AUG 02, 2016 11:38 AM PDT

Competition Among gut Bacteria Reduces Pathogens

WRITTEN BY: Carmen Leitch
Commensal bacteria, the normal flora in the digestive tract, have a multitude of functions and are critical to health. One of those functions is keeping harmful or pathogenic bacteria out of our guts. Enterotoxigenic Bacteroides fragilis (ETBF) is one such bacterium.
The probiotic potential of colonization is demonstrated with non?toxigenic Bacteroides fragilis (NBTF), protecting the host from enterotoxigenic B. fragilis?induced (EBTF) disease through intraspecific competition via type VI secretion. / Credit: EMBO Reports Hecht et al
A new study has used “specific-pathogen free” (SFP) mice to investigate the gut microbiome.  While these are not truly germ-free, sterile mice, they get tested so they can be confirmed to be free of a specific list of pathogens. Those ‘pathogens’ can be disease-causing microbes, or they can just be commensal organisms.

The paper, published in EMBO Reports, shows that an effector can exclude the ETBF bacterial strain from the gut. Interestingly, a non-toxigenic B. fragilis (NTBF) strain secretes that effector, which thus indicates how strain-specific competition may work to mold the composition of gut microflora communities.
The gut microbiome of humans carries B. fragilis populations that are known to be primarily made up of either ETBF (toxic) or NTBF (non-toxic) strains. That’s a feature that indicated to the researchers that competition could be taking place and may aid in the study of the mechanism of pathogen exclusion.
The type VI secretion system (T6SS), explained in the video above, is a one step mechanism by which bacteria inject effector proteins and virulence factors like proteins or enzymes, from the bacterial cell and directly into a target cell.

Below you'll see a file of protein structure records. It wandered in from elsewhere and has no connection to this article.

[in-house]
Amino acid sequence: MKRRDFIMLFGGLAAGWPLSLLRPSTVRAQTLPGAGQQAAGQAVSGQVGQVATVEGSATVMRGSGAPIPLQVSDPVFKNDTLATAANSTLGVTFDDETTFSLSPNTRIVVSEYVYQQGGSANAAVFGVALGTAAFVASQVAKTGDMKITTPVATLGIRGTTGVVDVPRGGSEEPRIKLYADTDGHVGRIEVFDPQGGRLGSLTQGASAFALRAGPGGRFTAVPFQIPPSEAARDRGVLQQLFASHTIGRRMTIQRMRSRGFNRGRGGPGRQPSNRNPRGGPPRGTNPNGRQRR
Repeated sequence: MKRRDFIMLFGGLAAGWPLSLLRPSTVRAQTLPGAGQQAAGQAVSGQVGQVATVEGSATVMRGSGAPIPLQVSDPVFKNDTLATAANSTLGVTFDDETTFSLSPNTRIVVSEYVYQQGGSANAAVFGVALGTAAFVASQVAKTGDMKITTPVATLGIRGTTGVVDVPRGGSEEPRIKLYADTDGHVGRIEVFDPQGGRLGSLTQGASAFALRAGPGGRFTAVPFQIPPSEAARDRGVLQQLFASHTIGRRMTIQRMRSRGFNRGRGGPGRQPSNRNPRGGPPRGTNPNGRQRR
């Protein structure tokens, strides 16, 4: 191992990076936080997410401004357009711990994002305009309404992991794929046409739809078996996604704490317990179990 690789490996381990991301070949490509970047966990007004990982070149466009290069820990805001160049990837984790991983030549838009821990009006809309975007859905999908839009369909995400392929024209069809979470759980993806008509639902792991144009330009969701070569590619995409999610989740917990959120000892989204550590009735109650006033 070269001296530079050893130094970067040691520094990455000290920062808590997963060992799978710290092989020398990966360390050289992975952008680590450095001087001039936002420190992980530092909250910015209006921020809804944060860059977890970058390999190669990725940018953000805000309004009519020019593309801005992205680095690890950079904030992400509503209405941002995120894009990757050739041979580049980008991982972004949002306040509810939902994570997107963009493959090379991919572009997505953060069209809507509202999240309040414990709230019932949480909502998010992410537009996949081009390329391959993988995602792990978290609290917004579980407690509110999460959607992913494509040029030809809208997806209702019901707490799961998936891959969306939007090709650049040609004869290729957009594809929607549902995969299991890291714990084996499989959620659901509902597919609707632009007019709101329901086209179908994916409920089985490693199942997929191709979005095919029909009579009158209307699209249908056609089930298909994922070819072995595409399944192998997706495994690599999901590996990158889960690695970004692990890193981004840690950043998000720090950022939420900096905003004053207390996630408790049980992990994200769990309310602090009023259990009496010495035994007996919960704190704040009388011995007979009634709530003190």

It’s been previously demonstrated that T6SSs in B. fragilis manage competition between strains. The researchers compared exclusion of ETBF in strains of NTBF that were normal, or T6SS-deficient (the gene coding for an essential T6SS component tssC was deleted), or T6SS-complemented (tssC was removed from the genome but expressed on a plasmid).

By co-colonizing SPF mice, it was observed that normal NTBF and T6SS-complemented NTBF displayed strain dominance over ETBF.  That dominance was abolished, however, in mice that were co-colonized with NTBF that was T6SS-deficient. It was confirmed that the phenotype of T6SS deficiency was caused by a failure to exclude toxic ETBF, and not from a loss NTBF, after monocolonization by NTBF was not different between normal and T6SS-deficient strains.

The scientists also wanted to see if disease burden was reduced after EPTF was excluded, so they assayed for the toxin it produces. They determined that interstrain competition allowed normal NTBF to provide total protection from ETBF-induced colitis, while T6SS-deficient NTBF only gave partial protection.

Using mass spectrometry to identify the effector, the T6SS secretome was characterized and Bte2 (B. fragilis T6S effector 2) was identified as the most abundant effector. In addition, analysis of an NTBF strain a deficient in Bte2 confirmed that it’s an effector that mediates exclusion of ETBF, and by consequence, lessens the disease burden in the mouse gut.

Consideration of all the data shows that Bte2 secretion by NTBF T6SS shapes the composition of the microbiome and reduces disease burden by targeting EBTF.

Sources: Nature, EMBO Reports
 
About the Author
  • Experienced research scientist and technical expert with authorships on 28 peer-reviewed publications, traveler to over 60 countries, published photographer and internationally-exhibited painter, volunteer trained in disaster-response, CPR and DV counseling.
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